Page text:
Death Star

October 4, 2017 at 6:00 pm (Reads) (, , )

Death Star by Michael Reaves and Steve Perry


starI’ll give you two guesses at this book’s subject, and that’s only if you even need the second one. On the one hand, the book has a dull title that evokes nothing other than its subject; on the other hand, at least it’s not as ridiculous as The Starcave of ThonBoka. Even the one-word titles — Kenobi, Tarkin, and Thrawn — suggest more than this book’s title does.

The book is better than its title suggests. Reaves and Perry create a wide, diverse cast of characters, all of whom are involved with the construction of the Death Star. We begin a good way into its construction, and since the book was written after the end of Revenge of the Sith, the story follows from what was established in the prequels, while also tapping into the events from Star Wars. The authors do a good job of placing the story firmly in between, bridging the gap between the two stories.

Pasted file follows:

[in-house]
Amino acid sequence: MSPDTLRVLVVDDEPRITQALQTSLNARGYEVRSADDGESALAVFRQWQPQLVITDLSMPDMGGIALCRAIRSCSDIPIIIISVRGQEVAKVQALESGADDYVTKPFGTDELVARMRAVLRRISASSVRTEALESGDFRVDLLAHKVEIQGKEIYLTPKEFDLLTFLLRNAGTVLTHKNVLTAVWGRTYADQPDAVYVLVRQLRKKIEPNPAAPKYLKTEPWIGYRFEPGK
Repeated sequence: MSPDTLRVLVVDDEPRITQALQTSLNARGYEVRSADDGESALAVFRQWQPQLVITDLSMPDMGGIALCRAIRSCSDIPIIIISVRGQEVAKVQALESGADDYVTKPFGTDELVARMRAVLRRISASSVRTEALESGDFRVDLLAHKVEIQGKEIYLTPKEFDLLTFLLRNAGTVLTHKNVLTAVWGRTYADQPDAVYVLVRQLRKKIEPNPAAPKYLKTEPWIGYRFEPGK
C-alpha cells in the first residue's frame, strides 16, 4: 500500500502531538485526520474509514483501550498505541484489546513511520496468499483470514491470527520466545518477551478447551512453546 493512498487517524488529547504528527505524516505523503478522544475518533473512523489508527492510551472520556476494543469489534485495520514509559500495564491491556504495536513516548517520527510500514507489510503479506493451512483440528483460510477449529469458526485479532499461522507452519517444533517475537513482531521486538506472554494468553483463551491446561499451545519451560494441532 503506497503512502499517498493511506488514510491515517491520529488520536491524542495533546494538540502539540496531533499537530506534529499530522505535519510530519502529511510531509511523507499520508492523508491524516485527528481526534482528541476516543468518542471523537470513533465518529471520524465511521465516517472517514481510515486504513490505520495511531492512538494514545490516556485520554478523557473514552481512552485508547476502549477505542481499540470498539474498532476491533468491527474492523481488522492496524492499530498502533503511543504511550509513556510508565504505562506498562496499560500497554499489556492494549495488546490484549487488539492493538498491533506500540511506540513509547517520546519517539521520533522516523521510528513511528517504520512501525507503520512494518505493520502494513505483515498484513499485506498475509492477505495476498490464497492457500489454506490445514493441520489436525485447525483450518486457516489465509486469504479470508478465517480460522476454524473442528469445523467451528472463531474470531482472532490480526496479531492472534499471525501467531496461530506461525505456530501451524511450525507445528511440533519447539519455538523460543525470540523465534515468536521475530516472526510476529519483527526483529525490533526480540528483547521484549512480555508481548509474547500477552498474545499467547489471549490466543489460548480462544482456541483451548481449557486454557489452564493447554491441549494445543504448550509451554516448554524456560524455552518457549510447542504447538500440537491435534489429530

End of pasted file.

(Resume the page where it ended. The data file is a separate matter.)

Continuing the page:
Because the story butts up against Star Wars, we have a few characters who are already familiar to us — Darth Vader and Wilhuff Tarkin being the biggest. It’s impossible to escape having them be a part of the story, and the authors do a good job of characterizing them appropriately (Tarkin comes across as even more ruthless), but there seemed to be a strong vein of fan service, too.

I was all set to give the book four stars, because the book succeeds in telling a decent story while giving us additional background into the Expanded Universe, but then the authors had to go and make the ending melodramatic and pat at the same time. There were also moments in the story where you could have put money on who wasn’t going to make it out alive. I’ve started to notice that when an author creates a character who has so much to lose, there’s a good chance they’re goners.

Death Star is a good read. If the authors had handled the ending differently, I would recommend it as one of the stronger EU novels, but as it is, it merely rises to the top of the mediocre books.

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